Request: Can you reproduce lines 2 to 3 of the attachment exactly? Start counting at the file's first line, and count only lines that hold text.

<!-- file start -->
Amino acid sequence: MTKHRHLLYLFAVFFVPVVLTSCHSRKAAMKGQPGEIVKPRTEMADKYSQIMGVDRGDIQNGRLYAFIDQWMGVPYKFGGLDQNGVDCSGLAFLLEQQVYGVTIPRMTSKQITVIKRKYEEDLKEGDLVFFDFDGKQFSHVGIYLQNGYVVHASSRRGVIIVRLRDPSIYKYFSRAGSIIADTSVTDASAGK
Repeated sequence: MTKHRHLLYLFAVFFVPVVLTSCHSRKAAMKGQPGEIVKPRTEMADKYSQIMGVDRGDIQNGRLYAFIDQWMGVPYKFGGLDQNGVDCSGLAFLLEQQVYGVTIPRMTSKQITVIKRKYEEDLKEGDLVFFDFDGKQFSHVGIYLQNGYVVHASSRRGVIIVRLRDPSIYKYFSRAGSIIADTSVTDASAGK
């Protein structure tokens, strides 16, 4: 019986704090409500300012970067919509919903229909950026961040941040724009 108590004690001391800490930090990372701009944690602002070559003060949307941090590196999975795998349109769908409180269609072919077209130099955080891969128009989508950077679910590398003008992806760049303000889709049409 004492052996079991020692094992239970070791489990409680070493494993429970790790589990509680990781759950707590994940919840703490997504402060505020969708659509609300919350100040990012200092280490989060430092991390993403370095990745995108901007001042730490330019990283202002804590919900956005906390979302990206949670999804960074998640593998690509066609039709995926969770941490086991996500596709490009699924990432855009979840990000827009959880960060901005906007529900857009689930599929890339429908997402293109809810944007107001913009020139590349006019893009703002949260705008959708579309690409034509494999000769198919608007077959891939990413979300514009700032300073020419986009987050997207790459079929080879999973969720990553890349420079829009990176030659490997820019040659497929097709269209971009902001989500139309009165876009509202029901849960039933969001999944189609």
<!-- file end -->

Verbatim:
Repeated sequence: MTKHRHLLYLFAVFFVPVVLTSCHSRKAAMKGQPGEIVKPRTEMADKYSQIMGVDRGDIQNGRLYAFIDQWMGVPYKFGGLDQNGVDCSGLAFLLEQQVYGVTIPRMTSKQITVIKRKYEEDLKEGDLVFFDFDGKQFSHVGIYLQNGYVVHASSRRGVIIVRLRDPSIYKYFSRAGSIIADTSVTDASAGK
């Protein structure tokens, strides 16, 4: 019986704090409500300012970067919509919903229909950026961040941040724009 108590004690001391800490930090990372701009944690602002070559003060949307941090590196999975795998349109769908409180269609072919077209130099955080891969128009989508950077679910590398003008992806760049303000889709049409 004492052996079991020692094992239970070791489990409680070493494993429970790790589990509680990781759950707590994940919840703490997504402060505020969708659509609300919350100040990012200092280490989060430092991390993403370095990745995108901007001042730490330019990283202002804590919900956005906390979302990206949670999804960074998640593998690509066609039709995926969770941490086991996500596709490009699924990432855009979840990000827009959880960060901005906007529900857009689930599929890339429908997402293109809810944007107001913009020139590349006019893009703002949260705008959708579309690409034509494999000769198919608007077959891939990413979300514009700032300073020419986009987050997207790459079929080879999973969720990553890349420079829009990176030659490997820019040659497929097709269209971009902001989500139309009165876009509202029901849960039933969001999944189609």